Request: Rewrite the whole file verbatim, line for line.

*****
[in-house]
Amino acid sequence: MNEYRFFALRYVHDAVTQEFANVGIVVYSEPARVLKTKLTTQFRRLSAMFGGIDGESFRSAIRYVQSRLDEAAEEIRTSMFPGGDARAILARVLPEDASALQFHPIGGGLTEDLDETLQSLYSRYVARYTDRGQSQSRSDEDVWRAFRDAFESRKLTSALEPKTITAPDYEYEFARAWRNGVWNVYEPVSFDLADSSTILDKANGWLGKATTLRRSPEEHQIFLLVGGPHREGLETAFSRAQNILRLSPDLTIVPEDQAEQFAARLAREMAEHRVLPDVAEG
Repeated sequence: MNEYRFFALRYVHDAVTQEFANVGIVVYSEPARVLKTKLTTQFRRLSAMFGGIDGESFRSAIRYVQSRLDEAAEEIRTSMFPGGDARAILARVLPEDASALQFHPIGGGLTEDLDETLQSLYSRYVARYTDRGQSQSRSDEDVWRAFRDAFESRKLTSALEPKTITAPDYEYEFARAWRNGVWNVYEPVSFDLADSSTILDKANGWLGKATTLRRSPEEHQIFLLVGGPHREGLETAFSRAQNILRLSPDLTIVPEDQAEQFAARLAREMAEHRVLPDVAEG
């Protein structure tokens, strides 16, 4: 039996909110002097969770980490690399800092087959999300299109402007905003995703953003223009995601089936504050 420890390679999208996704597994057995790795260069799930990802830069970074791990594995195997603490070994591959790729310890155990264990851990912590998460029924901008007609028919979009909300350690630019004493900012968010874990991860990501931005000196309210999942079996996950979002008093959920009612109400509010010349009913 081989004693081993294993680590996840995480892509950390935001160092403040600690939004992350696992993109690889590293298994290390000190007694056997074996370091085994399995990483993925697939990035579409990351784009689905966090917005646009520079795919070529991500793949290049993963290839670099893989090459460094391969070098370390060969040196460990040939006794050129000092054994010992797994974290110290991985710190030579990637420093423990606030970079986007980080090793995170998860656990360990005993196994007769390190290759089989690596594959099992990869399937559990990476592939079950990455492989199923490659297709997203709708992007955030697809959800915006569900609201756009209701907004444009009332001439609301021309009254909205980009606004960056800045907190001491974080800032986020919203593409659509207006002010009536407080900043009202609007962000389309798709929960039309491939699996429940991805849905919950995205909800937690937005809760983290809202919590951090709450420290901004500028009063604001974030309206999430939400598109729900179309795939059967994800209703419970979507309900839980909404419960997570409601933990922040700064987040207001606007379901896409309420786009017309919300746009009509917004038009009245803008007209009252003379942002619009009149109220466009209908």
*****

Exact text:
[in-house]
Amino acid sequence: MNEYRFFALRYVHDAVTQEFANVGIVVYSEPARVLKTKLTTQFRRLSAMFGGIDGESFRSAIRYVQSRLDEAAEEIRTSMFPGGDARAILARVLPEDASALQFHPIGGGLTEDLDETLQSLYSRYVARYTDRGQSQSRSDEDVWRAFRDAFESRKLTSALEPKTITAPDYEYEFARAWRNGVWNVYEPVSFDLADSSTILDKANGWLGKATTLRRSPEEHQIFLLVGGPHREGLETAFSRAQNILRLSPDLTIVPEDQAEQFAARLAREMAEHRVLPDVAEG
Repeated sequence: MNEYRFFALRYVHDAVTQEFANVGIVVYSEPARVLKTKLTTQFRRLSAMFGGIDGESFRSAIRYVQSRLDEAAEEIRTSMFPGGDARAILARVLPEDASALQFHPIGGGLTEDLDETLQSLYSRYVARYTDRGQSQSRSDEDVWRAFRDAFESRKLTSALEPKTITAPDYEYEFARAWRNGVWNVYEPVSFDLADSSTILDKANGWLGKATTLRRSPEEHQIFLLVGGPHREGLETAFSRAQNILRLSPDLTIVPEDQAEQFAARLAREMAEHRVLPDVAEG
């Protein structure tokens, strides 16, 4: 039996909110002097969770980490690399800092087959999300299109402007905003995703953003223009995601089936504050 420890390679999208996704597994057995790795260069799930990802830069970074791990594995195997603490070994591959790729310890155990264990851990912590998460029924901008007609028919979009909300350690630019004493900012968010874990991860990501931005000196309210999942079996996950979002008093959920009612109400509010010349009913 081989004693081993294993680590996840995480892509950390935001160092403040600690939004992350696992993109690889590293298994290390000190007694056997074996370091085994399995990483993925697939990035579409990351784009689905966090917005646009520079795919070529991500793949290049993963290839670099893989090459460094391969070098370390060969040196460990040939006794050129000092054994010992797994974290110290991985710190030579990637420093423990606030970079986007980080090793995170998860656990360990005993196994007769390190290759089989690596594959099992990869399937559990990476592939079950990455492989199923490659297709997203709708992007955030697809959800915006569900609201756009209701907004444009009332001439609301021309009254909205980009606004960056800045907190001491974080800032986020919203593409659509207006002010009536407080900043009202609007962000389309798709929960039309491939699996429940991805849905919950995205909800937690937005809760983290809202919590951090709450420290901004500028009063604001974030309206999430939400598109729900179309795939059967994800209703419970979507309900839980909404419960997570409601933990922040700064987040207001606007379901896409309420786009017309919300746009009509917004038009009245803008007209009252003379942002619009009149109220466009209908």